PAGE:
"Medical Adversity Insurance": Has Its Time Come?
Duke law journal
In 1972, prior to the onset of the recent crisis in medical malpractice insurance and the resulting widespread reappraisal of patients' legal rights and malpractice remedies, this writer participated in the formulation of a blueprint for "medical adversity insurance" (MAI), which was published as "a no-fault approach to medical malpractice and quality assurance."'-The MAI proposal was not a finished product, however, and it was not ready for serious legislative or professional consideration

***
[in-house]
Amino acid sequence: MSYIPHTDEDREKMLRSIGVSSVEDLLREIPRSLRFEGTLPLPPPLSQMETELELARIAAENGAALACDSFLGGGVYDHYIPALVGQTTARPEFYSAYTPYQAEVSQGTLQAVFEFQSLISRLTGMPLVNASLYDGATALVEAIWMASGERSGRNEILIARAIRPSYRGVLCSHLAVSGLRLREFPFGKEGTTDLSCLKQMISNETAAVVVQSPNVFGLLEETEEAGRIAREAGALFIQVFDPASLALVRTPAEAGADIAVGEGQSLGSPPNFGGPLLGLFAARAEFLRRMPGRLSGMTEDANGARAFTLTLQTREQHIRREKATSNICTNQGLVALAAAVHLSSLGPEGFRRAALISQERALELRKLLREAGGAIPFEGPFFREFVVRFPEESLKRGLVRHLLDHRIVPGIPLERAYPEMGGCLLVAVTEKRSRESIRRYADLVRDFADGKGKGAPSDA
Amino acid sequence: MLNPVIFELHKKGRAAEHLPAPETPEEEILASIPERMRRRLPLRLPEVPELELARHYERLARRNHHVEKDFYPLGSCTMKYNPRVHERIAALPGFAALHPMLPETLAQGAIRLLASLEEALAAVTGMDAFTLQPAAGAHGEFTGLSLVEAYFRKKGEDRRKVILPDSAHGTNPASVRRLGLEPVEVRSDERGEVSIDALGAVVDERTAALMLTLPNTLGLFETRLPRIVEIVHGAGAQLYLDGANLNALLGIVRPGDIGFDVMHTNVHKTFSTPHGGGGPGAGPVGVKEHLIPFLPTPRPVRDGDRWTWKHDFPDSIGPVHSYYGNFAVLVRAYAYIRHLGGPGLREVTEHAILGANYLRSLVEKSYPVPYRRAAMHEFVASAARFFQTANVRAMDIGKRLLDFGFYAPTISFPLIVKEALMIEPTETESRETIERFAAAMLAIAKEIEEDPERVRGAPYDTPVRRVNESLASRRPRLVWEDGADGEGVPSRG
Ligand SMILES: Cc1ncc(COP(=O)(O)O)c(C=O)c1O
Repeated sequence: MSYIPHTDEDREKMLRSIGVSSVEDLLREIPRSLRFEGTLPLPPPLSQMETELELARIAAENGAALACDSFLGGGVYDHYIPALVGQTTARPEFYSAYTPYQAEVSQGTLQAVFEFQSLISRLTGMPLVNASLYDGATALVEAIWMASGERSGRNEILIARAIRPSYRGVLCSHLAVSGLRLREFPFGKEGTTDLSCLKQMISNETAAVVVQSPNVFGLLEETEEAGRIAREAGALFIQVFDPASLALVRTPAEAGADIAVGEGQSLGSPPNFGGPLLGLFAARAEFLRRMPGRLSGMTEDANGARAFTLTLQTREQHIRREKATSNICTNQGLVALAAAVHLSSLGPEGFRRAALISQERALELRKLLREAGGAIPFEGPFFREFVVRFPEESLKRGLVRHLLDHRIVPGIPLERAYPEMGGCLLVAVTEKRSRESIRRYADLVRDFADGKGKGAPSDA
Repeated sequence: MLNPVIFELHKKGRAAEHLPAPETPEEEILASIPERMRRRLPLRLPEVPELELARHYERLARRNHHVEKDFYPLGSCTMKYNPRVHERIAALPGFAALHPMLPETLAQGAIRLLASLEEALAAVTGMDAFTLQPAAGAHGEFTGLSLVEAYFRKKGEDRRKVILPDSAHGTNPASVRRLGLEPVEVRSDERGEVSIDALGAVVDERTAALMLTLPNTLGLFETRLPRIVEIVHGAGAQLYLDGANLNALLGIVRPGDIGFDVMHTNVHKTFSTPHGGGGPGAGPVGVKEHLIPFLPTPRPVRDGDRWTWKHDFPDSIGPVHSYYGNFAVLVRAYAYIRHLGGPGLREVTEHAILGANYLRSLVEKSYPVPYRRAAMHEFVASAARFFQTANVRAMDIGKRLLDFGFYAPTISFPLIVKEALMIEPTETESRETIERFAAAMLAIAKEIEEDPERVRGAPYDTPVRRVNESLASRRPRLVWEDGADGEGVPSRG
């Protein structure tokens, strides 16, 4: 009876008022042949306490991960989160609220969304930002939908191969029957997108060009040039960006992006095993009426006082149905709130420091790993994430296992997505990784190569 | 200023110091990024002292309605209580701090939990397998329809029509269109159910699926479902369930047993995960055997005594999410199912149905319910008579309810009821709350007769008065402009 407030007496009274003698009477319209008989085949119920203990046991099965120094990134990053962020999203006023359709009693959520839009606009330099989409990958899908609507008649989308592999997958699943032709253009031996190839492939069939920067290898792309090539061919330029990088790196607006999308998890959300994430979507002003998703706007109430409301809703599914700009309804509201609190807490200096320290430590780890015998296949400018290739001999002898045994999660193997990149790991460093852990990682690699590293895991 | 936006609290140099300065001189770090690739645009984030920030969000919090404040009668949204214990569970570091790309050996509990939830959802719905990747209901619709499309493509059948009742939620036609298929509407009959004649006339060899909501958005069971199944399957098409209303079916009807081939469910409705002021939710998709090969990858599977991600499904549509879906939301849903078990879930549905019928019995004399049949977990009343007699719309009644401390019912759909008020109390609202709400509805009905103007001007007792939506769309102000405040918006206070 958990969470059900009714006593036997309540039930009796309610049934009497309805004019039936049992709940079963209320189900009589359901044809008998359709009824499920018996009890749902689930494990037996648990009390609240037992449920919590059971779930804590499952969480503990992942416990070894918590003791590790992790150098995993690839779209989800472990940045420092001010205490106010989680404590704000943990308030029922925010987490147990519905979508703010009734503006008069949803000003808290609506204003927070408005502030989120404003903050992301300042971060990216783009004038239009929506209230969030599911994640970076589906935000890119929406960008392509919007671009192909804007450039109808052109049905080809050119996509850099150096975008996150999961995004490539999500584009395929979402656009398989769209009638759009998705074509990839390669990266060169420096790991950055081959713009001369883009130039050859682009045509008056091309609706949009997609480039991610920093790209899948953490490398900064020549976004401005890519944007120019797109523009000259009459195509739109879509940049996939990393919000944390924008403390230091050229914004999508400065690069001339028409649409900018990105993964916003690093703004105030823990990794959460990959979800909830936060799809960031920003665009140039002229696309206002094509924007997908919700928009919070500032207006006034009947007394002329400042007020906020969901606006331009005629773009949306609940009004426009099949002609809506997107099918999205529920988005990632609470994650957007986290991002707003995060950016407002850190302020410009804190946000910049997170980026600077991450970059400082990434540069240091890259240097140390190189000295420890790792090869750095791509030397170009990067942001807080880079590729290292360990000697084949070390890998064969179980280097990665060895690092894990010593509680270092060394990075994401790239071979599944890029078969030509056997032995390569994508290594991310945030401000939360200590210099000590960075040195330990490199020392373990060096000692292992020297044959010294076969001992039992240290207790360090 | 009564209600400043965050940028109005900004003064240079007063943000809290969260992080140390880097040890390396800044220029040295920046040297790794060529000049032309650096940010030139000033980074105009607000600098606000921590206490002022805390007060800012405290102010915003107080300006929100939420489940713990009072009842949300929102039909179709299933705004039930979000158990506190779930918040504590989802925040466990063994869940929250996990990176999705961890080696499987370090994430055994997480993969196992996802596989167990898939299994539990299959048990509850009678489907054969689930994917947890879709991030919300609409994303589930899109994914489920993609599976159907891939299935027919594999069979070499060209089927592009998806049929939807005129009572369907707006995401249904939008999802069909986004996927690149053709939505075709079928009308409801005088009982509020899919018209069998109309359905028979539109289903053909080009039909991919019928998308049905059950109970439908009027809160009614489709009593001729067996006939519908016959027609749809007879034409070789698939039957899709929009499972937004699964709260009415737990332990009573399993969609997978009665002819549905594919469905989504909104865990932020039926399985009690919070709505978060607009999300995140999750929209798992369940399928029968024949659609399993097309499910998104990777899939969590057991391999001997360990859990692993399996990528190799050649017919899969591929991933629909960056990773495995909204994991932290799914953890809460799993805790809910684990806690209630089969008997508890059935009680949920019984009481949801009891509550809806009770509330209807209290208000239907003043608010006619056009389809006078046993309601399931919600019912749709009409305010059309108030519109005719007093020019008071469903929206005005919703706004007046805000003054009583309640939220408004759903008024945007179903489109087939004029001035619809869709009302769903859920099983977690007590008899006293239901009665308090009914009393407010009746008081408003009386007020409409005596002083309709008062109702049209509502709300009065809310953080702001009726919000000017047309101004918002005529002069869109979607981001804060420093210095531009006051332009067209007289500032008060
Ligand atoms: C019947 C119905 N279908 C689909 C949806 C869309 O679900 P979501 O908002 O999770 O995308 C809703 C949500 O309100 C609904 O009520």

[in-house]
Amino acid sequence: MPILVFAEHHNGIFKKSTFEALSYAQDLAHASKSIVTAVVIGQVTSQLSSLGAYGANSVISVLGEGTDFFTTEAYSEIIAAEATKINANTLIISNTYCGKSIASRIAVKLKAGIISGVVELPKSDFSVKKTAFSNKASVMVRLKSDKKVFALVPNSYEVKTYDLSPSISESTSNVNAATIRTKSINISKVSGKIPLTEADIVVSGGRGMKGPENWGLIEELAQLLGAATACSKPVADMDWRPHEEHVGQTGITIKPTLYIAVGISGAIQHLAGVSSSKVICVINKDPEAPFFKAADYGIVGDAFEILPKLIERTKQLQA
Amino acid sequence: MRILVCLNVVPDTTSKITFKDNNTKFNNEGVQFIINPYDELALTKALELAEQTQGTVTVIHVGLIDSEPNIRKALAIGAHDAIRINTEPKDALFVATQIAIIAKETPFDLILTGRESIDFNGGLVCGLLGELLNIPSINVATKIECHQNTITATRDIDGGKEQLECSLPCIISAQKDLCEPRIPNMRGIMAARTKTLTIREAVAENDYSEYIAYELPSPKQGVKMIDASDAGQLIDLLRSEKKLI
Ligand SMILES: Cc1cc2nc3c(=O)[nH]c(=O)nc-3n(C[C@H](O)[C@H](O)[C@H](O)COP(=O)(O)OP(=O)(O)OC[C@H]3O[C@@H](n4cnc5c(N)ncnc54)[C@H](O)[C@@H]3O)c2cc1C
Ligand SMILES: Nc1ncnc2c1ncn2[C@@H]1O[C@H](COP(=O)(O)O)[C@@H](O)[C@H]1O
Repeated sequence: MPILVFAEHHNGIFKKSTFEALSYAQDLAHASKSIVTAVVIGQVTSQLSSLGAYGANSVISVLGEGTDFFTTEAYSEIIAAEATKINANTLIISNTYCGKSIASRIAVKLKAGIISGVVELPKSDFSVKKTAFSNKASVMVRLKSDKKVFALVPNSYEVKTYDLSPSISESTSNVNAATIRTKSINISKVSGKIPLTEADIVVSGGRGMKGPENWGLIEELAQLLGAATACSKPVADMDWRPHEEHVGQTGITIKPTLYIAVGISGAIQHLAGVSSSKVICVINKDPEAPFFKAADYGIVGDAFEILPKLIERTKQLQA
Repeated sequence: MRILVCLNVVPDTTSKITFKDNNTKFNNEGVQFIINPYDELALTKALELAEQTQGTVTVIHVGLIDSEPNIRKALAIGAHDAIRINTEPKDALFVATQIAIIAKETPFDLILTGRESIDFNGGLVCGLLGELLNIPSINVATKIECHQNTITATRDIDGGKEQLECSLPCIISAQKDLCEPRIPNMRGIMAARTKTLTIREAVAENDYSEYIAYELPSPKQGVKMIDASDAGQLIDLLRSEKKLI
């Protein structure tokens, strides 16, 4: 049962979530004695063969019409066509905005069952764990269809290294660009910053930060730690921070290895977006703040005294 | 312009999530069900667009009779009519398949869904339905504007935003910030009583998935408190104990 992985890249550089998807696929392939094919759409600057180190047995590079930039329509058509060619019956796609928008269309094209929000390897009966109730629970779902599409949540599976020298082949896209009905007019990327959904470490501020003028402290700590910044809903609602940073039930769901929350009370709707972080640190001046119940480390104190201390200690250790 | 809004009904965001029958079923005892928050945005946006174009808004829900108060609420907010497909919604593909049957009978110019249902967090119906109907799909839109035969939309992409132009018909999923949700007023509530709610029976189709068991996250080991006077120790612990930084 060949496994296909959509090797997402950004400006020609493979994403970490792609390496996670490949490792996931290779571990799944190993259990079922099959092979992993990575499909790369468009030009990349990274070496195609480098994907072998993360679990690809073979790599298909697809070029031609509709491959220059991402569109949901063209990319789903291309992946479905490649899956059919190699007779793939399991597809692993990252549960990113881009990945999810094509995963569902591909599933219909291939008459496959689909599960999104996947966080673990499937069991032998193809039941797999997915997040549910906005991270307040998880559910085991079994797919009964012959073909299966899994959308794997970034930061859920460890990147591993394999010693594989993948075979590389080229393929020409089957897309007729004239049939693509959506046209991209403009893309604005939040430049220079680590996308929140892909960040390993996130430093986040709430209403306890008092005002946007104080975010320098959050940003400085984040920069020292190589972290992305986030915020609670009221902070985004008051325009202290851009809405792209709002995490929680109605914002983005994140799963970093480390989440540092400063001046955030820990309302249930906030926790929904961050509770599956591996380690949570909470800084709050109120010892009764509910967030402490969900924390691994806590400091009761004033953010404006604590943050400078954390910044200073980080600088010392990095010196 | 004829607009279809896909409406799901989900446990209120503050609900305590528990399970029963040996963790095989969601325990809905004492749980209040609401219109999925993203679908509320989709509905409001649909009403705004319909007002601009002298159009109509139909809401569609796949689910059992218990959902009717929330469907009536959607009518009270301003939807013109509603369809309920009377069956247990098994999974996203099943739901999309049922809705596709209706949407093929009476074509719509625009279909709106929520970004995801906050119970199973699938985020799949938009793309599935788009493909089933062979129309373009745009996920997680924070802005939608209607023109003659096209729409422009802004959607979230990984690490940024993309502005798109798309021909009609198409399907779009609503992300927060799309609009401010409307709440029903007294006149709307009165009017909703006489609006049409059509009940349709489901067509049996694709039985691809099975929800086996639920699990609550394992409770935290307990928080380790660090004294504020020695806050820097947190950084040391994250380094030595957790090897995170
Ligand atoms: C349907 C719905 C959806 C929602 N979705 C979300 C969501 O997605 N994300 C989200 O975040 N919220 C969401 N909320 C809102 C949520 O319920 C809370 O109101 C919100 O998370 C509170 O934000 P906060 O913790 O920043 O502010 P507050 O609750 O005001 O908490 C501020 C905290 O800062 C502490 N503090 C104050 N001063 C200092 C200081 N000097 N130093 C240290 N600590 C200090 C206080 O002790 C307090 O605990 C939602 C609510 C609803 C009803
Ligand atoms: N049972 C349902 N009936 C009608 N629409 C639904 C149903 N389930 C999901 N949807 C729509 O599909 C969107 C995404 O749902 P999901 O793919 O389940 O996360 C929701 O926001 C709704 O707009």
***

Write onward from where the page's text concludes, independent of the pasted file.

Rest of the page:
... l consideration when the current problems arose and made the field suddenly fertile for substantive and procedural change. Indeed, it was presented less as a proposal for immediate adoption than as a theoretically sound model for further study and as a conceptual benchmark for evaluating both the fault system and existing quality-assurance mechanisms. Now, however, MAI has been given enough additional substance to qualify it for policy makers' attention. The original MAI proposal was highly specific about the schemes mechanics but sketchy about the coverage of the no-fault insurance which it contemplated that providers would purchase for the benefit of their patients. The emphasis on mechanical details in the original presentation no doubt obscured the essentials of the MAI idea, namely (1) advance specification of a limited list of automatically compensable events, carefully drawn up by medical experts under some form of public supervision, and (2) design of the insurance scheme